OAKLAND – The stakes weren’t nearly the same Monday night as they were last time the A’s and Texas Rangers got together.
Neither was the atmosphere.
The Oakland Coliseum was a sold-out sea of green and gold last October when the A’s routed the Rangers and clinched the A.L. West championship on the final day of the 2012 season.
On Monday? Oakland and Texas opened up a three-game series before a not-so-rollicking crowd of 11,030, and both managers went out of their way before the game to downplay the importance of this single series.
Don’t be fooled.
The calendar may only read May, but the A’s needed to come out and look sharp after a 3-7 road trip. Their 5-1 victory was a step in the right direction.
“You don’t want to put too much importance on a particular game,” A’s manager Bob Melvin said. “But there are certain games during the course of the season that are a little more important than the others. And this is a good game for us to play well.”
It included so many elements of what must go right for the A’s if they’re to repeat as division champs. A.J. Griffin delivered what he called the best start of his major league career from a command standpoint. He spotted his fastball – and got an assist from umpire Lance Barksdale’s generous strike zone – and dropped his slow curve in just enough to keep the Rangers off-balance.
Oakland’s rotation entered the night with a 5.17 ERA, fourth-highest in the A.L., so Griffin’s effort was much needed – 7 innings, 6 hits, 1 run, a season-high tying 8 strikeouts and zero walks.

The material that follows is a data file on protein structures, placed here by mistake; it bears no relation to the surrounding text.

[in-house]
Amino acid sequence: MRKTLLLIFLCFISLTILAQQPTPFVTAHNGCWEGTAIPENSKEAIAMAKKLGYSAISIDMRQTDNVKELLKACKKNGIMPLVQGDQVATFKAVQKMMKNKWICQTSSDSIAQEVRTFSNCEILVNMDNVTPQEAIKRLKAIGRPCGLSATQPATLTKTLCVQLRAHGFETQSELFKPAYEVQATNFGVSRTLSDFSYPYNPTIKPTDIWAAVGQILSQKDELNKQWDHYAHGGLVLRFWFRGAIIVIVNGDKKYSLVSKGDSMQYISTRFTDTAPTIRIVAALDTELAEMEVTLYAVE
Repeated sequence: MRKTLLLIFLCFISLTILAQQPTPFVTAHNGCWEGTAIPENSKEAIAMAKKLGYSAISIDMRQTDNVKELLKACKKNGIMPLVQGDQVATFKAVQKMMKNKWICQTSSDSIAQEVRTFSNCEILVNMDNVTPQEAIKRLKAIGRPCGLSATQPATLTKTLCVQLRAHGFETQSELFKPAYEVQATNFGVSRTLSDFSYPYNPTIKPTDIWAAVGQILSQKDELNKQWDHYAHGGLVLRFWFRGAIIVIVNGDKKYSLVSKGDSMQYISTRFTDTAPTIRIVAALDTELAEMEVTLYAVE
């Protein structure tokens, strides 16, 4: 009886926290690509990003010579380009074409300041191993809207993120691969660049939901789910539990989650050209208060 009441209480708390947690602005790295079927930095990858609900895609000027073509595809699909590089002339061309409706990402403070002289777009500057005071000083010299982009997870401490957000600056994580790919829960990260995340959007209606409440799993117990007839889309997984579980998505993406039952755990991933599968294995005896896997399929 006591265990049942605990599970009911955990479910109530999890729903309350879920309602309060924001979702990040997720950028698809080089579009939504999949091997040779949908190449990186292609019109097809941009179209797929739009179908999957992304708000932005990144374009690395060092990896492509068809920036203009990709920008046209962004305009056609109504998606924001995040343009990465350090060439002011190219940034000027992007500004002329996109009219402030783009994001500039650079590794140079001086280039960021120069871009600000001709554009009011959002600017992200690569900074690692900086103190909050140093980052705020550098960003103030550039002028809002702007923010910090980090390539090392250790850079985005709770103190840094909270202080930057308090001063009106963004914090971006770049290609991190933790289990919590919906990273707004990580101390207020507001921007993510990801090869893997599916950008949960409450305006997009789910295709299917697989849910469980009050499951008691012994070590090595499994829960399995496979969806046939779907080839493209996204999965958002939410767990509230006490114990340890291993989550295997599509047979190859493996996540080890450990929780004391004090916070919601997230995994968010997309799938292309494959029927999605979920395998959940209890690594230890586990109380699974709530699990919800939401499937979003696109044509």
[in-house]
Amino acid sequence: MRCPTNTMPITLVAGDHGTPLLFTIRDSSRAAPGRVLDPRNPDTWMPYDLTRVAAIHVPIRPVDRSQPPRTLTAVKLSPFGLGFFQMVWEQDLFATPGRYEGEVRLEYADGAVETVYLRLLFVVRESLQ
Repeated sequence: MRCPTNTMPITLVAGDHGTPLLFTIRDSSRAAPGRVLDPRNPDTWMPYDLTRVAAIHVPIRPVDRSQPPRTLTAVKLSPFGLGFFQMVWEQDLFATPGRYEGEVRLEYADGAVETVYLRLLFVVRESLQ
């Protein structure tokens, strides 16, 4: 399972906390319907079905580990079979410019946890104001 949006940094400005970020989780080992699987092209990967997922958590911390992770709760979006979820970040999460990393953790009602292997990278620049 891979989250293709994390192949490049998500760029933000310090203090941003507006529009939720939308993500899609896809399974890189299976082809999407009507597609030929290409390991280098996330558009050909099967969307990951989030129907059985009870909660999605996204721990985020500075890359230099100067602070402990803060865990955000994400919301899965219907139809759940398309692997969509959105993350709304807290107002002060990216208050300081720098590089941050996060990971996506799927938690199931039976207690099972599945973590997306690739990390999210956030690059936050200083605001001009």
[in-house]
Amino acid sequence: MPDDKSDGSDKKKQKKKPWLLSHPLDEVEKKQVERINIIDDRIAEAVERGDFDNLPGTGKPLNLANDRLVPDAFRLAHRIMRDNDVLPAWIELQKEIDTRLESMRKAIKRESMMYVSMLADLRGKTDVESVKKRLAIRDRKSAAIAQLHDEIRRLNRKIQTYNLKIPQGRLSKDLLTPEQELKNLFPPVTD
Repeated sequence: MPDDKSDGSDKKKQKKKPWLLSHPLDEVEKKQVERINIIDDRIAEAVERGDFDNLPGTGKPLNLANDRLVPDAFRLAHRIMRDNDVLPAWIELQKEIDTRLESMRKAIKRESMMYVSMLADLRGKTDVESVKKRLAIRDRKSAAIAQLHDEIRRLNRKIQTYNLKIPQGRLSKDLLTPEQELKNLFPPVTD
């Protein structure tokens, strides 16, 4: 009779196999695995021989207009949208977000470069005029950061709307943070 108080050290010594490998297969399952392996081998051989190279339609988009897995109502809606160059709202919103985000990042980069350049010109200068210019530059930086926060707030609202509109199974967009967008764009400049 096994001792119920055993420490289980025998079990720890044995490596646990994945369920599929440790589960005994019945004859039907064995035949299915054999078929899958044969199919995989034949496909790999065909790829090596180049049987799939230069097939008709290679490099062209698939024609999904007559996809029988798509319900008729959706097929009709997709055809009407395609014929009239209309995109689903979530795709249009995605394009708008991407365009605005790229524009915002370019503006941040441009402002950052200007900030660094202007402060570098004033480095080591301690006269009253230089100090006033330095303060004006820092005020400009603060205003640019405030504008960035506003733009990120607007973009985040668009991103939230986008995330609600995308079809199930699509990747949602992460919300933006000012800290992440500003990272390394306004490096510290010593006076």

Griffin started last year’s division-clinching victory over the Rangers. He only lasted 2 2/3 innings in the A’s 12-5 rout, but he enjoyed the euphoric celebration after. He said a key for him Monday was keeping those thoughts of October out of his mind.
“Anytime you see a highlight reel of that game, it gets the hair on your neck standing up a little bit,” Griffin said. “ But I pitch better when I’m cool, calm and collected, and not worried about trying to do too much. That’s when I’m at my best.”
The A’s also showed the power stroke that was so important last year, as Yoenis Cespedes and Brandon Moss drilled back-to-back homers in the third to give the A’s a 4-1 lead and provide Griffin some breathing room.
The bullpen wrapped it up with a 2012-like effort, as Sean Doolittle struck out the side in the eighth and Ryan Cook closed it out in the ninth.
But it wasn’t all rosy for the home team.
Cespedes left after the fourth inning with what Melvin labeled a “stomach ailment.” He pointed out that the training staff didn’t think it was a virus, and Cespedes is expected to be ready Tuesday night.
If not, it leaves a dicey center field situation. Coco Crisp and Chris Young are both on the disabled list, leaving Moss seemingly as the only choice to handle the position if Cespedes can’t go. Moss shifted over to center when Cespedes left but has played just one other game there in his major league career.
That’s a temporary concern. In the bigger picture, the A’s needed to get back to pitching well and flashing their home run power. They did it for one night, and it got them back to .500 and shaved Texas’ division lead to five games.
“We wanted to put that road trip behind us,” Doolittle said, “kind of press reset and get back to the way we played last year. I think you saw that with Griffin’s start, (Eric) Sogard’s big hit early in the game. You had a couple long balls that we saw so much of last year. You saw guys playing with passion and energy, and it was a really important win for us.”